Marriage isn’t just about being wed to your spouse; it also unites two families into one. Wedding ceremony rituals have been around since matrimony was recorded and many are still performed today. Depending on your ethnic, cultural, and religious backgrounds, you and your partner’s wedding ceremony customs can be tailored to your tastes. Just like how no two couples are alike, no two weddings are alike.
Putting Together a Unity Cross
To symbolize becoming one in the body of Christ, the bride and groom can work together to build a Unity Cross. Three pins hold the cross. Usually you, your spouse, and the officiant each place a pin to lock the cross together.
Blending Different Colored Sand
If the ceremony is on a beach (or if the beach is significant to you and your future spouse), a sand ceremony is a good way to blend two families together. It combines two different color sands to symbolize both families.
Jumping a Broom
“Jumping the broom” was brought to America during the enslavement of African-Americans. Nowadays, broom jumping signifies brushing away the past to start a new life together.
Planting a Tree
Planting a tree or potting a plant for the ceremony ritual is a great gesture to symbolize the growth you and your spouse will experience in your marriage.
Associated with Native American culture, blanket-wrapping a couple symbolizes warmth, happiness, and intimacy. The blanket can be or even become a family heirloom.
Circling Each Other
The bride circling around her partner is a traditional Jewish custom. In modern weddings, the groom will also circle the bride. The circling represents creating a circle of protection around each other.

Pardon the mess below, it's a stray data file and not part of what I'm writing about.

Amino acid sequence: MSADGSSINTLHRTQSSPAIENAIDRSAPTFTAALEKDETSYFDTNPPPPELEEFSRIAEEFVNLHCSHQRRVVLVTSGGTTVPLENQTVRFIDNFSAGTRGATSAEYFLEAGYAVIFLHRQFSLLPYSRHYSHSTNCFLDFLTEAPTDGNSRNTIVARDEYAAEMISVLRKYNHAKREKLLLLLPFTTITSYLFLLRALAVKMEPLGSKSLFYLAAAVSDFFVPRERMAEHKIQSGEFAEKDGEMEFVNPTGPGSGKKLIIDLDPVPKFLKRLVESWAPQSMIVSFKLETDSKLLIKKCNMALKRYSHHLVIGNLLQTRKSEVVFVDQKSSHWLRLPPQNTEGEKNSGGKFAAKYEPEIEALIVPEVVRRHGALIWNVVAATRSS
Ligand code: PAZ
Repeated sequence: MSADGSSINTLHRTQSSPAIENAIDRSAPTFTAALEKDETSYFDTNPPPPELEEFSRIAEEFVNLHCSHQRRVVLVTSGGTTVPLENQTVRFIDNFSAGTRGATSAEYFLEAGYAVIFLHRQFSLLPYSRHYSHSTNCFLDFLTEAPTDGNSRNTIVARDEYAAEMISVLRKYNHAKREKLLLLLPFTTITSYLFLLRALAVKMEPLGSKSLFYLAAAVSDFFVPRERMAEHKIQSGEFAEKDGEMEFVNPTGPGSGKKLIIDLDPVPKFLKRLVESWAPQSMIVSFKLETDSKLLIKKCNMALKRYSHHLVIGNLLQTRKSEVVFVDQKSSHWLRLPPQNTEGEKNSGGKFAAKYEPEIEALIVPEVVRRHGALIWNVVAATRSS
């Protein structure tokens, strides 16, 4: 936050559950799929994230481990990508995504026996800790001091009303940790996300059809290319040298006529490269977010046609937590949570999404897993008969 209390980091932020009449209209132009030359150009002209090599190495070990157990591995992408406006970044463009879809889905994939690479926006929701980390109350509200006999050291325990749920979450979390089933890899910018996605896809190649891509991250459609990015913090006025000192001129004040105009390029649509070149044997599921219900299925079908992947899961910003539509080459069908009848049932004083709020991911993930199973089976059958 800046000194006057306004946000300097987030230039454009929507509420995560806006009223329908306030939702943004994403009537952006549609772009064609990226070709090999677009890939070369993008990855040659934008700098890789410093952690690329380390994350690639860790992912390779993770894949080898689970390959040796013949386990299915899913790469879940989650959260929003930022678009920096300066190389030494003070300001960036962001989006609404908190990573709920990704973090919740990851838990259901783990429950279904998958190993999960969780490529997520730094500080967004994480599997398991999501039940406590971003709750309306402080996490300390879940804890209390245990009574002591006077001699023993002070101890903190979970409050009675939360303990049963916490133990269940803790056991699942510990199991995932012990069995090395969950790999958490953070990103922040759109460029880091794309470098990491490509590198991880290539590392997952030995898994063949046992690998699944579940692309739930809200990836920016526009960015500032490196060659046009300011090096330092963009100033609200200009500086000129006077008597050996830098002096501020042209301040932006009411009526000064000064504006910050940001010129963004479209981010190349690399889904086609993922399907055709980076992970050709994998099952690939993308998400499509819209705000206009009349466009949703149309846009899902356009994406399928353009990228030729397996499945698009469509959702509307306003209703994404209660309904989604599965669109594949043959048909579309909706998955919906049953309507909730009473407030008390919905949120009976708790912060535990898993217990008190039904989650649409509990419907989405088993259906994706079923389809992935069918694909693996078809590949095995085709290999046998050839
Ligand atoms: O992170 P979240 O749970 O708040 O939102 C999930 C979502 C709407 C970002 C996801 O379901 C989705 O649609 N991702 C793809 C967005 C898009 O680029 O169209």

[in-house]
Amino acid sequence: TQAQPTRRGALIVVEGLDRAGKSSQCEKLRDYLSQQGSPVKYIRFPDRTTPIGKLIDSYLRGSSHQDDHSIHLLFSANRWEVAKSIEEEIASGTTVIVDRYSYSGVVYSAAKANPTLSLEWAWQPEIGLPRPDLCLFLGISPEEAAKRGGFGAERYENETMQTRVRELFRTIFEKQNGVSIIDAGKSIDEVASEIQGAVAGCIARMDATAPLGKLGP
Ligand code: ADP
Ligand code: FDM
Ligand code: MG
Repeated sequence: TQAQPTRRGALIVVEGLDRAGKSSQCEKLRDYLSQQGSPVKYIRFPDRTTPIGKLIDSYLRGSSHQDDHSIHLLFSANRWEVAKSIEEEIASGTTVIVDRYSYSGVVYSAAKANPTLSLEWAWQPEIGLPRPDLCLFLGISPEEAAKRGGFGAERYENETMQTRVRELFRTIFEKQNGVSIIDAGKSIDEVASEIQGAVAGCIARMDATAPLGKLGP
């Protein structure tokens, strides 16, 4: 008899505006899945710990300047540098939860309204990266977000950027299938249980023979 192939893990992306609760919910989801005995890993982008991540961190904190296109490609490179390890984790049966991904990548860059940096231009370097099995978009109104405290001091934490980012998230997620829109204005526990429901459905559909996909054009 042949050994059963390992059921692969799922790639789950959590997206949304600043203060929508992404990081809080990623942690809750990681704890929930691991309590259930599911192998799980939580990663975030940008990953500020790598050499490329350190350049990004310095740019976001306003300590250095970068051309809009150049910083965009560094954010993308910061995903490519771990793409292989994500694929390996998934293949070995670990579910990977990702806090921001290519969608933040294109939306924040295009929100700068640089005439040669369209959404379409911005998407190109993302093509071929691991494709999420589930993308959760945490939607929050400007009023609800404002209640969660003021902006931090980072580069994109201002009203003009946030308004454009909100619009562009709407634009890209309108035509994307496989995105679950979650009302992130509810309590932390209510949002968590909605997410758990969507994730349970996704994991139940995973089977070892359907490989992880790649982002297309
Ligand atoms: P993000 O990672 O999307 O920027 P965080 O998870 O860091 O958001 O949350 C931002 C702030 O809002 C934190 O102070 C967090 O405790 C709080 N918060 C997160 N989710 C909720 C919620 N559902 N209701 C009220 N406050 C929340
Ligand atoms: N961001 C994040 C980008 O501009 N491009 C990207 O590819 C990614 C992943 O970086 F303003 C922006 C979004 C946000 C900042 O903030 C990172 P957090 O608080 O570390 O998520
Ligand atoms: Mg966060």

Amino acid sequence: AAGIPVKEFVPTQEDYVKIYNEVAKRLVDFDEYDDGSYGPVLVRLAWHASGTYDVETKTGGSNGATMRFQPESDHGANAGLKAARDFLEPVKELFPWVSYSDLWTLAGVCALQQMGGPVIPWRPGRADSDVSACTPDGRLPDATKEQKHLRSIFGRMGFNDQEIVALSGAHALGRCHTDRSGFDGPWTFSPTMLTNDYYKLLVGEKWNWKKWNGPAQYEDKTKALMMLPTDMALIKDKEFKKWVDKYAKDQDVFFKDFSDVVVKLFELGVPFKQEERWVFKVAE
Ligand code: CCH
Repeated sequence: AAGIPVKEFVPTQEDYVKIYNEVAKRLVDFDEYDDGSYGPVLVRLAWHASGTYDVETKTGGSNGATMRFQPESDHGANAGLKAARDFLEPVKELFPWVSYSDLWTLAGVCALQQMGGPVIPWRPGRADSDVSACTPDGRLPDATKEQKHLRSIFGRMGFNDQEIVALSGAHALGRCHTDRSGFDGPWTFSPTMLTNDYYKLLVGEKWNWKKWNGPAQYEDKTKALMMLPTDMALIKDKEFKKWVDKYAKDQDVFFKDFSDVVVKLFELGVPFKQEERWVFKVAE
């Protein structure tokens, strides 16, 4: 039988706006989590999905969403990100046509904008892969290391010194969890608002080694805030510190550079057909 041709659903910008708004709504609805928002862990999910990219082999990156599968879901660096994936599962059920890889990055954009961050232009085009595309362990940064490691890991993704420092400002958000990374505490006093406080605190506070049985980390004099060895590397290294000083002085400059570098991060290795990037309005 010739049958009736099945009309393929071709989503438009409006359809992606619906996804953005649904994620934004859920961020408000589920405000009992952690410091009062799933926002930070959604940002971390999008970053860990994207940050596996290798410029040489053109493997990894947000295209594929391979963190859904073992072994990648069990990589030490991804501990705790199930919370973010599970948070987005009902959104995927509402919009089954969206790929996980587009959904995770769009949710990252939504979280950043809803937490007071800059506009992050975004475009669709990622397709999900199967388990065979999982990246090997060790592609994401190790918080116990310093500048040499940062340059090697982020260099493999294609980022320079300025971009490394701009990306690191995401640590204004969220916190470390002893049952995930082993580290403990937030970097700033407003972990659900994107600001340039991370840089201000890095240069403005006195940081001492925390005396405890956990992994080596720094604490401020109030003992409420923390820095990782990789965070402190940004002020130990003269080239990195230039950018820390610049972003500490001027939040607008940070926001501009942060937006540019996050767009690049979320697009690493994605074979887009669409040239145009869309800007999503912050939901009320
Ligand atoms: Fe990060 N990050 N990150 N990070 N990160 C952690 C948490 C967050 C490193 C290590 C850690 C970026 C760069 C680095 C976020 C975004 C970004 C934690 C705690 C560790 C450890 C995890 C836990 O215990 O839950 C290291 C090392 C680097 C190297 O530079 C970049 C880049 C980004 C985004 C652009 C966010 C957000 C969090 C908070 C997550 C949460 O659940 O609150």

Going Underneath an Arch of Swords
The arch of swords is typically for members of the military to represent giving protection to the newlyweds. The bride and groom will pass underneath the saluted swords leaving the ceremony.
Pouring Glass Crystals
An alternative to pouring sand to symbolize unity is pouring glass crystals into a container. You can send it to Unity in Glass, where they’ll make it into a work of art and send it back to you to display in your home.
Sending off a Paper Lantern
Paper lanterns are tokens for good luck in Asian culture. You and your partner can write down your love for each other and wishes on the lantern before sending it into the sky.
Tying a Fisherman’s Knot
Intertwining two pieces of rope together into a fisherman’s knot illustrates two lives joining into one. The fisherman’s knot is the strongest knot and won’t come undone if pulled. This symbolizes strength under pressure.
Cleansing Feet with Water
Washing your spouse’s feet with water is symbolic of releasing emotional blockage before getting married. It’s an act of purity and humility.
Sealing Away Love Letters
Celebrate your first anniversary by reading love notes you and your spouse wrote to each other. During the ceremony, put the love notes in a box to be stored away and opened at a later date.
Wearing a Lasso Rosary
Mexican, Filipino, and Spanish communities incorporate the lasso rosary tradition. An oversized rosary is placed around the couple in a figure eight shape to signify joining together for infinity.
Sharing communion as newlyweds is a way to symbolize combining your marriage and God together. For religious couples, sharing communion sets a foundation for the relationship.
Lighting the Unity Candle
Two families become one when the unity candle is lit. Usually, the matrons of the households light their respective family candle, and then you and your spouse each hold your family candle and light the middle candle.
Tying Hands Together
For a handfasting ceremony, the couple’s hands are joined and bound together with fabric or ribbon as a sign of commitment.
Catholic and Jewish weddings typically have wine ceremonies. Two types of wine are poured individually and combined into one glass before drinking from it.
Making Art Together
A blank canvas stands for a brand-new start to a marriage. Artsy couples can paint the canvas together to combine ideas and unify experiences.
Passing the Rings Around
Get the attendants involved by passing the wedding rings around. Your guests can bless them before giving them back to you.
To represent embracing the storm together, the newlyweds are seated underneath an umbrella in this Indonesian ritual. Your guests can “shower” you with rice, coins, and candy for love and wealth.